This has the strong potential to lead to not only relapse, but overdose. Once a person has abstained from use for a short period of time, it’s likely they’ll want to take a larger amount at greater frequency to reach the high as soon as possible. Medical monitoring is crucial for your physical state of being, but having the emotional support available is equally important.

Overview of a Medically Managed Detox Program

Choosing a safe, secure treatment option allows for healing in a controlled environment. This helps to maintain accountability and provide round-the-clock medical attention should there be relapse or another type of reaction to detoxification. It is a place where a person can feel stable and as comfortable as possible. Having people ready to support you in the best way possible in a chaotic-free environment without temptation is the best place to be when trying to heal. 

First, the body must be completely rid of the drug and other toxins before cocaine treatment can continue, which is why every plan must start with the detoxification process. Following that, the recommendation is residential rehab. This program is 90 days (depending on what your care plan calls for) and is situated in the coastal region of Orange County, California. It’s a calming atmosphere to start your healing. 

There’s a dedicated support team of up to six specialists for each person who seeks care. This involves a case manager, ASAM certified addiction psychologist, licensed drug addiction counselor, and other therapists who specialize in different areas of treatment. Together, you’ll decide the best course of care and plan of action. 

A typical day includes group foundational intensives, individual therapy, physical exercise, and outdoor experiential group activities, as well as meals, meditation, and free time. The goal is to address both your physical and mental health as you go through the program. Each person goes at their own pace, depending on their specific history with cocaine addiction and goals for treatment.

During this time, you’ll dig into the triggers and reasons behind the addiction. By exploring addiction at its core, it allows you to learn tools to prevent future behavior or know how to respond when temptation occurs in the future. This period of time may not be a consecutive 90 days. It’s normal to have setbacks as you go through the withdrawal process and this first phase of treatment. But every chance is an opportunity to start a path toward sober living.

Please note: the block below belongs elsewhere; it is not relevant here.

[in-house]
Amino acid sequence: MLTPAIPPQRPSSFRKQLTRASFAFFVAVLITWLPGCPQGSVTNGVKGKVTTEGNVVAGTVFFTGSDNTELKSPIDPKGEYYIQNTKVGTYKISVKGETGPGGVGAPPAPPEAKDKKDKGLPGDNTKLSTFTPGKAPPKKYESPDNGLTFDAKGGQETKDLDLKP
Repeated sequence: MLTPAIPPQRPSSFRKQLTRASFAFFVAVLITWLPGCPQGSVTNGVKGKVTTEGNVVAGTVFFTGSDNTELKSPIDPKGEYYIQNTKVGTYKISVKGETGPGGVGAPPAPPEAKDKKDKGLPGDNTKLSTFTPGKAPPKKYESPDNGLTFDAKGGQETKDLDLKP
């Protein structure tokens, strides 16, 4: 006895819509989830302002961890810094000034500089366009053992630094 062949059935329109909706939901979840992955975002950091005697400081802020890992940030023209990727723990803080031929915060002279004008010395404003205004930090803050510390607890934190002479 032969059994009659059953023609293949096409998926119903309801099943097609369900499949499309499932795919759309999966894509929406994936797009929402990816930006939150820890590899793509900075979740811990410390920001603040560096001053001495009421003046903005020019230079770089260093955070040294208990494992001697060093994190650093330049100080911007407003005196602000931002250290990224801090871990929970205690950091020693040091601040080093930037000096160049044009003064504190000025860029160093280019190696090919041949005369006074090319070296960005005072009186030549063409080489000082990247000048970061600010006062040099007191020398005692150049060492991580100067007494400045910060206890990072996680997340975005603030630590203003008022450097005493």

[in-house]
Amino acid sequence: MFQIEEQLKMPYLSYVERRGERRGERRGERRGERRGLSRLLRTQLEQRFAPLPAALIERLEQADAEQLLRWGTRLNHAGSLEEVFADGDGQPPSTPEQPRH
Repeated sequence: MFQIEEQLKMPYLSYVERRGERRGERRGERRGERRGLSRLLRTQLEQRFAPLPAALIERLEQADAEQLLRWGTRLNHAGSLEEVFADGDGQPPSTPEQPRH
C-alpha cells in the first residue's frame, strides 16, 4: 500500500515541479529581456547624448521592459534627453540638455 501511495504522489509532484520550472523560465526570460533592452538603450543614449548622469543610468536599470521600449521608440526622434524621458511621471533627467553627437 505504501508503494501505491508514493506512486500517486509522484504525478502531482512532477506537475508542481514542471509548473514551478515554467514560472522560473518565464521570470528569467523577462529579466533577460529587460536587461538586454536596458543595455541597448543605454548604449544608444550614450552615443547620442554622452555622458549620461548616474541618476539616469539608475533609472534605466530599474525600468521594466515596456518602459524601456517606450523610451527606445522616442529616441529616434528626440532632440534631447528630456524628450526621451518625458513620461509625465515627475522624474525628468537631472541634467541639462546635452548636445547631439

Solidifying a Sober Path with Intensive Outpatient Care

After the first three months of rehab, intensive outpatient treatment is recommended for approximately a four-month time period. This is the transitory time when a person secures safe and sober living. It requires at least 12 hours of participation in the program per week, but there’s flexibility with scheduling to accommodate different schedules. Staying the course with intensive outpatient treatment provides a better likelihood of sustained sobriety. 

Outpatient care is part of the full treatment cycle which ends with drug addiction support services. The goal is to have a full year of sobriety before continuing independently using the tools and coping skills you’ve learned. The support services are available for those who have graduated from residential rehab and outpatient programs. It requires self-accountability with outpatient meetings and sober living housing as options to provide the return to real-life independence. 

Going through a cocaine detox timeline is a trying time. There’s no way to predict exactly how it’s going to go or when you’ll be able to reach the next step. There’s no guarantee that relapse won’t occur and you’ll have to begin again. However, despite the challenges, there is a team of people ready and capable to walk you through the various stages of recovery so you can live a healthier, sober life. 

At the moment it may seem like time is moving slowly, but the time spent in rehab is worth the years you’ll have in the future without the presence of drugs to mar your experiences, cloud your mind, and hold you back from all that you’re meant to do. It’s not a quick or easy process, but it is achievable. Cocaine addiction is a downward spiral headed nowhere, but you can overcome it and thrive.

Sources:

https://medlineplus.gov/ency/article/000947.htm;

https://www.mayoclinic.org/diseases-conditions/drug-addiction/symptoms-causes/;

https://www.drugabuse.gov/publications/research-reports/cocaine/how-does-cocaine-produce-its-effects;

Article Reviewed by Paul Alexander

Paul AlexanderPaul Alexander is the founder and CEO of Northbound Treatment. He received his Certified Addiction Treatment Specialist training at Saddleback College in Mission Viejo, CA, and was awarded Outstanding Alumni Service Award in 2002. Paul holds a Bachelor of Arts degree in Criminology, Law and Society, Summa Cum Laude, from University of California, Irvine, and a Juris Doctorate degree from Loyola Law School of Los Angeles. He believes wholeheartedly in transformational leadership, organizational health and effective, fully integrated substance use disorder treatment.